How Stoke-on-Trent College is including all students in their virtual Ramadan celebrations


Students at at Stoke-on-Trent College have been able to stay in touch with their peers – and observe the holy month of Ramadan – all from the comfort of their own home during lockdown. 

Ramadan is currently being observed by Muslims across the world, from April 23 to May 23 and culminating in the festival of Eid.

During this period, healthy Muslims are required to fast from dawn to dusk, abstaining from any food or drink. But with the current social distancing rules in place and the UK lockdown, the celebrations are unable to go on as normal.  

Sibgha Amin is a student union enrichment officer and wanted to support Muslim students during Ramadan.

Sibgha Amin pictured last year when she won an award at Stoke-on-Trent College

Eighteen-year-old Sibgha, from Stoke, and other members of staff at Stoke-on-Trent College have worked hard during the lockdown period to keep in touch with students to protect their mental wellbeing during these uncertain times.

Sibgha and her colleague Rumaisah Sadi have been running the session every week since the end of April.

Sibgha said: “We wanted to make sure that we were still catching up with students during lockdown.

“We also knew there would be a lot of students wondering how they were going to celebrate Ramadan during this time. It’s an important thing for Muslims to celebrate, so it was going to be tough for the students who lived alone and could not go to visit their families.

“We decided to do a Zoom session every week. Not only for our Muslim students, but for everyone. It’s been a great chance for students to learn more about the faith.

“We just wanted to get the message out about Ramadan and allow people to understand what the month is really about.”

The academy is based on Stoke-on-Trent College's Burslem campus
Stoke-on-Trent College’s Burslem campus

Sibgha and Rumaisah planned the sessions around a different theme each week.

Sibgha expained: “We both have a knowledge of Islam and were able to make a timetable of themes. For example, the first week was an introduction to Islam and what our beliefs are.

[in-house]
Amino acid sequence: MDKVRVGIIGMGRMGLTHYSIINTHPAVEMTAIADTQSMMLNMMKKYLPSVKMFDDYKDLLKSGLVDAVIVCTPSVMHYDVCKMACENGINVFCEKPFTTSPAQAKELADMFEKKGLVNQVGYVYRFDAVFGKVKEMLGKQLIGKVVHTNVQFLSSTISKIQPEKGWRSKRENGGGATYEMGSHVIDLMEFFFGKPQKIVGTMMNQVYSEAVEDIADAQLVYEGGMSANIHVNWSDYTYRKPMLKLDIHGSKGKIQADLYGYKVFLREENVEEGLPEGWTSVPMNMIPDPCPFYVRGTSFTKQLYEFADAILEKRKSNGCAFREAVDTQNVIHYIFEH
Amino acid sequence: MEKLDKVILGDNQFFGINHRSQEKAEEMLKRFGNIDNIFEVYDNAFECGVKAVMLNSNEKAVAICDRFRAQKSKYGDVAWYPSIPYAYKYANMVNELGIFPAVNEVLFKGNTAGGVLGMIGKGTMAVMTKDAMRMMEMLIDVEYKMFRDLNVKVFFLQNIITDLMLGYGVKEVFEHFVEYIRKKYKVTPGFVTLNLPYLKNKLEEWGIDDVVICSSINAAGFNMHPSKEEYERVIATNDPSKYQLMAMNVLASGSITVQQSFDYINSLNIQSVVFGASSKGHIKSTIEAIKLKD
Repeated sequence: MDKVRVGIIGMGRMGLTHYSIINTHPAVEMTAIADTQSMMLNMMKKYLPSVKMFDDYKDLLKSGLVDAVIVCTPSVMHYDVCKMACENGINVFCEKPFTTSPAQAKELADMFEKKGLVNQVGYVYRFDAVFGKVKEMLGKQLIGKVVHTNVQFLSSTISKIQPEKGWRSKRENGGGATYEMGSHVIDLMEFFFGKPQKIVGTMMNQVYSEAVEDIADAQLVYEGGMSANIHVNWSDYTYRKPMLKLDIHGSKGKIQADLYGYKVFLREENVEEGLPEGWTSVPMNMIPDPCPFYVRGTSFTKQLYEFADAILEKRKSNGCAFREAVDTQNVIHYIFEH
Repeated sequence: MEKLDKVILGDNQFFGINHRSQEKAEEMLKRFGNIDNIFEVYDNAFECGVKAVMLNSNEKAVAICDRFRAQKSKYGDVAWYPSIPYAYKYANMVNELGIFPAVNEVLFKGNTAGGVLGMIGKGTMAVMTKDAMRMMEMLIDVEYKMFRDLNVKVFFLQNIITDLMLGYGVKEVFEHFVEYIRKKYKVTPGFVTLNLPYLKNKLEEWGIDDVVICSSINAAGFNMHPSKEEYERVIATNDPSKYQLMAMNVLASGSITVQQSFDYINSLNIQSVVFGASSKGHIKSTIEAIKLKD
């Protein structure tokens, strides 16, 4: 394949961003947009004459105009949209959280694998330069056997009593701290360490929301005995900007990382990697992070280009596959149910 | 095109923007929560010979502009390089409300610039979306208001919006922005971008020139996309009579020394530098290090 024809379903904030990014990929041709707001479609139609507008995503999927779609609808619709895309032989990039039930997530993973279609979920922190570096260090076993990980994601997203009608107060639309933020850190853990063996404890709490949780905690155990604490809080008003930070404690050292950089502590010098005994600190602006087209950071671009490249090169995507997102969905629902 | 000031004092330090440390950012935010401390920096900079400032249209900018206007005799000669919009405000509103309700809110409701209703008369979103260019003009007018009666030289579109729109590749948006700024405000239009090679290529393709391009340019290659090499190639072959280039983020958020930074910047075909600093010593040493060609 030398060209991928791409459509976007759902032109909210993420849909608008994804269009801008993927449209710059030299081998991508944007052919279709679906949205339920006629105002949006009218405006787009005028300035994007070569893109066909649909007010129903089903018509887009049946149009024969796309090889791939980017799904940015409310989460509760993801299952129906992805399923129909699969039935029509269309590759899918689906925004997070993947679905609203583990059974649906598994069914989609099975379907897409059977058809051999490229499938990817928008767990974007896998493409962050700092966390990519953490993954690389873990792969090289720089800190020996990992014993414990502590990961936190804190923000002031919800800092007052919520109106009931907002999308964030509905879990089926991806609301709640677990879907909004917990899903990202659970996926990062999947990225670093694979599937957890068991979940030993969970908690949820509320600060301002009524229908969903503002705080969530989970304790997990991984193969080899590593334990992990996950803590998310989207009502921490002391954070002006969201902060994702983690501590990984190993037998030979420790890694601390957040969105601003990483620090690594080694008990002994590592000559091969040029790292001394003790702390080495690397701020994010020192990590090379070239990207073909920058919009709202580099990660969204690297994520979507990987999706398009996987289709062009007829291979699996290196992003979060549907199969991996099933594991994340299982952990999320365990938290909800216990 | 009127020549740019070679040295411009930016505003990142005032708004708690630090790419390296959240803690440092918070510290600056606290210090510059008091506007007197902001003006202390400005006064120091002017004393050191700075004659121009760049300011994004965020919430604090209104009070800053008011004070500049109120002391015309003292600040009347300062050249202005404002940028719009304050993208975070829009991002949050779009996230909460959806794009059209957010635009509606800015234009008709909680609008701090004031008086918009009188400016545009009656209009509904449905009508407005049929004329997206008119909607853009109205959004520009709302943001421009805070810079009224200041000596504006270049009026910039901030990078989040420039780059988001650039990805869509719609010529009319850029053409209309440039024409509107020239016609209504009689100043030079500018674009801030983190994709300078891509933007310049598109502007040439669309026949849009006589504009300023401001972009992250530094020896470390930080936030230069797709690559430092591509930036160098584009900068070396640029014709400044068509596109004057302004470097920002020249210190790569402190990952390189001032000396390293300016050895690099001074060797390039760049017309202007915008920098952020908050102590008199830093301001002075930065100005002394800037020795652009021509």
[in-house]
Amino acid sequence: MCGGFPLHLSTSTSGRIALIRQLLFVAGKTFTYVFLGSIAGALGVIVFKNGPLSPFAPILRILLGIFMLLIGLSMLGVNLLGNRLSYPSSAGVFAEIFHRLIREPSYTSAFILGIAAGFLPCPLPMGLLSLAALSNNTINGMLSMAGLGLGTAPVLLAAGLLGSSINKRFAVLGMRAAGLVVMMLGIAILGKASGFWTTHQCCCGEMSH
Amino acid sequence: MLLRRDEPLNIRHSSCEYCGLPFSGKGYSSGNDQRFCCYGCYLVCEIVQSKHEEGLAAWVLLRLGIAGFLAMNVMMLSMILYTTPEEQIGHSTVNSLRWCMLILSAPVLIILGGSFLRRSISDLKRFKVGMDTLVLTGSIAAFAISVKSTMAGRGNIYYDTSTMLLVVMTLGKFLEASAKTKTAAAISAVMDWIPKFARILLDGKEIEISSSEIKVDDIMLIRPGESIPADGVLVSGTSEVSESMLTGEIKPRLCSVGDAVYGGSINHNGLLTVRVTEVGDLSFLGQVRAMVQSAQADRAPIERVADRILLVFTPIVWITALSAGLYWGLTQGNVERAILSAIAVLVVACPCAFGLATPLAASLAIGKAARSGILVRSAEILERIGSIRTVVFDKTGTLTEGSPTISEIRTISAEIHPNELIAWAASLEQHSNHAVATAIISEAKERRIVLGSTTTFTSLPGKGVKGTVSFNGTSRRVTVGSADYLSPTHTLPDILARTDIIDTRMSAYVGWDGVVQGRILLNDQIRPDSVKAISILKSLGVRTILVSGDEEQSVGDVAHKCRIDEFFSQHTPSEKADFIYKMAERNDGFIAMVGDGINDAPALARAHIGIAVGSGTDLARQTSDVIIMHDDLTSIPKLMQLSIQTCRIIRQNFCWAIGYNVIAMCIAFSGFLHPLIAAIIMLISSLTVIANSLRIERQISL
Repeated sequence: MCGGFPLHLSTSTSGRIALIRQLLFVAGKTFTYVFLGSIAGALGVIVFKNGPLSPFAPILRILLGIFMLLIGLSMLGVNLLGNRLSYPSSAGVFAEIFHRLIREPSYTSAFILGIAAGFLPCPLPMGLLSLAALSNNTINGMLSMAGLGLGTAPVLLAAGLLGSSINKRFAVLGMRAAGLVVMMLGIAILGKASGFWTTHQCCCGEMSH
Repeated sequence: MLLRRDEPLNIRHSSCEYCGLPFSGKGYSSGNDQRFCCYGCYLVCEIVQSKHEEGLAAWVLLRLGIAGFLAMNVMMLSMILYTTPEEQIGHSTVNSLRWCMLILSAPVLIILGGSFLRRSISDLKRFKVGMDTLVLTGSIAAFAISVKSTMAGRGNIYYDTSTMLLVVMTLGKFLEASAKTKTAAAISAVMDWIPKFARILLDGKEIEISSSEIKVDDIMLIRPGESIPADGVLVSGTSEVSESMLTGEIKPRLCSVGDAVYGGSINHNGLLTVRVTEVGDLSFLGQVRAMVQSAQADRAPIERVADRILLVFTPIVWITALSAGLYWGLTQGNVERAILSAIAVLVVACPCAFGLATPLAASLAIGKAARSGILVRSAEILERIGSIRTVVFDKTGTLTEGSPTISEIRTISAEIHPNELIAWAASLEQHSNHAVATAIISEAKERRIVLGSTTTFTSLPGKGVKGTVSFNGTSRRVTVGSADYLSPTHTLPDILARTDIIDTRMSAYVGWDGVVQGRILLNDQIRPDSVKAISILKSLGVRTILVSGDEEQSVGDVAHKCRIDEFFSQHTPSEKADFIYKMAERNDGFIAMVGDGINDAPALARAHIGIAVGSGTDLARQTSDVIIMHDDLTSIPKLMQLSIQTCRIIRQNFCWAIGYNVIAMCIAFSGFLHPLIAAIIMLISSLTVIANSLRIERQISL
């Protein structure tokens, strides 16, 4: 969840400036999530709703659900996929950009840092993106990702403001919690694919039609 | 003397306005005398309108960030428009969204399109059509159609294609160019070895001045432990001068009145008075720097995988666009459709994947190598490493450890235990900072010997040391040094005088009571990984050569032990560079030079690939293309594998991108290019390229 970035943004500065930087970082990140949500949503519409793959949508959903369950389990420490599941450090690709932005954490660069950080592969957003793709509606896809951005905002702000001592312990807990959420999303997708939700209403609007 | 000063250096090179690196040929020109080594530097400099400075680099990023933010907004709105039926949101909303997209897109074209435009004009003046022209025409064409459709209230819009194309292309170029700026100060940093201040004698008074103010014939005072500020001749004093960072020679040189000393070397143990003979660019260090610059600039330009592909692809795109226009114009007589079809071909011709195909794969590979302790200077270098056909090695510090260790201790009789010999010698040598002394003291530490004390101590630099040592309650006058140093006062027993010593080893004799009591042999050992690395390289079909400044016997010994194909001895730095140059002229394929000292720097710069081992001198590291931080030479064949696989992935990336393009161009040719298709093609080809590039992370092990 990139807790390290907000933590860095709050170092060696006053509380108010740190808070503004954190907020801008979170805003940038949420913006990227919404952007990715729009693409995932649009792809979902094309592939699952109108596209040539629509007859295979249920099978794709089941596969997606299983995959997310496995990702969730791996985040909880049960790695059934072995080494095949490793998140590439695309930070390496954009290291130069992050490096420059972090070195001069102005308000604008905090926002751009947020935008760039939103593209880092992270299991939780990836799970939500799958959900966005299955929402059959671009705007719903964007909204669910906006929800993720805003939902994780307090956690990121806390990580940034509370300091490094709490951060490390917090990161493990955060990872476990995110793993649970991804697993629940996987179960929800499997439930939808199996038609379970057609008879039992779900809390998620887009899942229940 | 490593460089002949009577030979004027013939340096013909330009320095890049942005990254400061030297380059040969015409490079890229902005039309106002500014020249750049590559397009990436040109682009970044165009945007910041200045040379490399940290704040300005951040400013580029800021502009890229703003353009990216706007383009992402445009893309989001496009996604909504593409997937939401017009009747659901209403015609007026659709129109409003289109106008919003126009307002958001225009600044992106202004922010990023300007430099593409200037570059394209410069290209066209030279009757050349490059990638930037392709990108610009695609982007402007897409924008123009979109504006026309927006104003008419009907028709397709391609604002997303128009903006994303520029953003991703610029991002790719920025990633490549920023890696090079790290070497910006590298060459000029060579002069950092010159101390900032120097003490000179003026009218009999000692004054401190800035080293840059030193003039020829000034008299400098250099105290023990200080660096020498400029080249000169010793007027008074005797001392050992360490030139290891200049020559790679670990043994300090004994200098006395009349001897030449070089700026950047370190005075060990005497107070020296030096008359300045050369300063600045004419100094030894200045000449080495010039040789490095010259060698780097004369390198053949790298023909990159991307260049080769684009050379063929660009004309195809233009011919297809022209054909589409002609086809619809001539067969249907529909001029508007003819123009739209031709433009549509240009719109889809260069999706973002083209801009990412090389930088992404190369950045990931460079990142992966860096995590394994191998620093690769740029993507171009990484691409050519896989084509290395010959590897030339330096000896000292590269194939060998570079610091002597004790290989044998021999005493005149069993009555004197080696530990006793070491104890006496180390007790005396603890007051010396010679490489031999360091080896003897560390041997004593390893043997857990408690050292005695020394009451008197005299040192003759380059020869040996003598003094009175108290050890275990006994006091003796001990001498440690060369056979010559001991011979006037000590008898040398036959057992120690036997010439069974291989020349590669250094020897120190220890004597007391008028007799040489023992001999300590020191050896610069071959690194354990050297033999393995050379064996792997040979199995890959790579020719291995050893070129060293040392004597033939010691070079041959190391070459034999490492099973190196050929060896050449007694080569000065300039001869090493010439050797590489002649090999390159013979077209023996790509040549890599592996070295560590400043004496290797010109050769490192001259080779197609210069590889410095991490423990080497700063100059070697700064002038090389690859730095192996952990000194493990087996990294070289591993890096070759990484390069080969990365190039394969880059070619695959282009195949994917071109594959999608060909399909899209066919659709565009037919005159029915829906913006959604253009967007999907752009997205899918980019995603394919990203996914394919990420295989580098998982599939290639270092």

“Everyone spoke up which was great – and they had the opportunity to ask questions. But even if people were a bit shy, they didn’t have to have their camera on and could just use their microphone – or just sit and listen.

“Future themes will include patience and willpower – looking at how we can stop bad habits, even if they might be unintentional.”

Dave Hopley, director of Student Services, wanted the sessions to be as inclusive as possible.

He explained: “We want to raise awareness of Ramadan with our non-Muslim students, so they understand the significance of this religious festival and join their fellow students in celebrating it.

It’s very important that we support our Muslim learners during Ramadan owing to the impact of the Covid-19 crisis on the festival. I am really proud of the work Sibgha and Rumaisah are doing and the response from staff and students has been brilliant.”

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Sibgha explained more personally how her experience of Ramadan has been different this year due to the lockdown.

She said: “In some ways it has been quite beneficial. Typically you would sleep for four to five hours and then work for eight to nine, run around all day and smell food. But that has changed with having to stay at home.

“It can make it easier for a lot of people because they can go at their own pace and wake up a bit later.

“The problem with it is the routine of feeding your body. You’re not exactly hungry, but you know that it is in your normal routine to eat.

“You obviously do need your energy, but if you have eaten at night, you can sustain that energy throughout the day.”

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She added: “Women will usually pray at home, so nothing has really changed for them. But for men, they usually go to the mosque which they are unable to do at the moment.

“And if the mosque is open it is limited to say 10 to 20 people on a first come first served basis. I know that my younger brothers have been struggling with this.

“The celebration of Ramadan is very much a social thing, coming together with your family. But a lot of students may not have any family here because they come to study.

“We have had to explain to them that they cannot be socialising or going out, they have to maintain the social distancing. It is definitely hard for them, especially if they don’t understand English so well.”

The college also put together a video to wish all students Ramadan Mubarak.

Sibgha said: “We spread it across social media because we wanted to reassure everyone that even though we are not at college, we are still here for them.

“We are hoping to do something similar to celebrate Eid.”

You can find out more on the Stoke-on-Trent College Facebook page here.





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